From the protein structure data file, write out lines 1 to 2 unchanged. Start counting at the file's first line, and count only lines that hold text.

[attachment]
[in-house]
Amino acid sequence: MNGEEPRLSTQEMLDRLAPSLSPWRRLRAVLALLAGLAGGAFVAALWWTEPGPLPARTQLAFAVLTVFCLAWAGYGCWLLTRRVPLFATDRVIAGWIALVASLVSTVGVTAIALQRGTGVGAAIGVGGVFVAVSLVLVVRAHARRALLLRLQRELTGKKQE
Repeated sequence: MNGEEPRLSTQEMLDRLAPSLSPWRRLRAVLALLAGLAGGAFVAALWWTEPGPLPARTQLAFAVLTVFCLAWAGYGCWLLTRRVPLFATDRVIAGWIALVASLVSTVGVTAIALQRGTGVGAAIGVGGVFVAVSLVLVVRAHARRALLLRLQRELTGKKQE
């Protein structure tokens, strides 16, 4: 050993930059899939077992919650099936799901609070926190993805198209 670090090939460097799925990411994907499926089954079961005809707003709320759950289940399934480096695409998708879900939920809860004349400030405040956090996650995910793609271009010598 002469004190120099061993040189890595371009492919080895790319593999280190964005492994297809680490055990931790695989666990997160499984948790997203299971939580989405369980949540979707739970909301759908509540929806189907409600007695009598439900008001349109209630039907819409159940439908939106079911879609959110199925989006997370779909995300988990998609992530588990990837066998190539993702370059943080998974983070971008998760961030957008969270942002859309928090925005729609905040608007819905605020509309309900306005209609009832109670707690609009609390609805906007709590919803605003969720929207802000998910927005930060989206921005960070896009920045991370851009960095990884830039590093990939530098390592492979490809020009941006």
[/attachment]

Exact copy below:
[in-house]
Amino acid sequence: MNGEEPRLSTQEMLDRLAPSLSPWRRLRAVLALLAGLAGGAFVAALWWTEPGPLPARTQLAFAVLTVFCLAWAGYGCWLLTRRVPLFATDRVIAGWIALVASLVSTVGVTAIALQRGTGVGAAIGVGGVFVAVSLVLVVRAHARRALLLRLQRELTGKKQE